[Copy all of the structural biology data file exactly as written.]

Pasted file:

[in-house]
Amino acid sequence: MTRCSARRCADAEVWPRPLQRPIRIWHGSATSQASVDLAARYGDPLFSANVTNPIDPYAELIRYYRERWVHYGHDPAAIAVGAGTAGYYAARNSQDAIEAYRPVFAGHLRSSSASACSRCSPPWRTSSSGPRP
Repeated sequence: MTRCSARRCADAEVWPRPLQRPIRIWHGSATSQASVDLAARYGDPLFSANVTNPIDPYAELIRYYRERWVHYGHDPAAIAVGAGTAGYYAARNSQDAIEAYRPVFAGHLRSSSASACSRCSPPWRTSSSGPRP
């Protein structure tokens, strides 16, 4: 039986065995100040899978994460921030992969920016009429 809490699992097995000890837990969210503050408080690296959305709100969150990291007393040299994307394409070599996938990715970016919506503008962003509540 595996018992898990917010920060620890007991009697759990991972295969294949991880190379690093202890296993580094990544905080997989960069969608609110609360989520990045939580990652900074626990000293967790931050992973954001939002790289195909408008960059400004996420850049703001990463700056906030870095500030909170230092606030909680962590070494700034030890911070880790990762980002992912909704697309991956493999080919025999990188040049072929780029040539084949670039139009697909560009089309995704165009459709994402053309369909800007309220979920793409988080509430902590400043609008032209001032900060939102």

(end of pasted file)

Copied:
[in-house]
Amino acid sequence: MTRCSARRCADAEVWPRPLQRPIRIWHGSATSQASVDLAARYGDPLFSANVTNPIDPYAELIRYYRERWVHYGHDPAAIAVGAGTAGYYAARNSQDAIEAYRPVFAGHLRSSSASACSRCSPPWRTSSSGPRP
Repeated sequence: MTRCSARRCADAEVWPRPLQRPIRIWHGSATSQASVDLAARYGDPLFSANVTNPIDPYAELIRYYRERWVHYGHDPAAIAVGAGTAGYYAARNSQDAIEAYRPVFAGHLRSSSASACSRCSPPWRTSSSGPRP
């Protein structure tokens, strides 16, 4: 039986065995100040899978994460921030992969920016009429 809490699992097995000890837990969210503050408080690296959305709100969150990291007393040299994307394409070599996938990715970016919506503008962003509540 595996018992898990917010920060620890007991009697759990991972295969294949991880190379690093202890296993580094990544905080997989960069969608609110609360989520990045939580990652900074626990000293967790931050992973954001939002790289195909408008960059400004996420850049703001990463700056906030870095500030909170230092606030909680962590070494700034030890911070880790990762980002992912909704697309991956493999080919025999990188040049072929780029040539084949670039139009697909560009089309995704165009459709994402053309369909800007309220979920793409988080509430902590400043609008032209001032900060939102």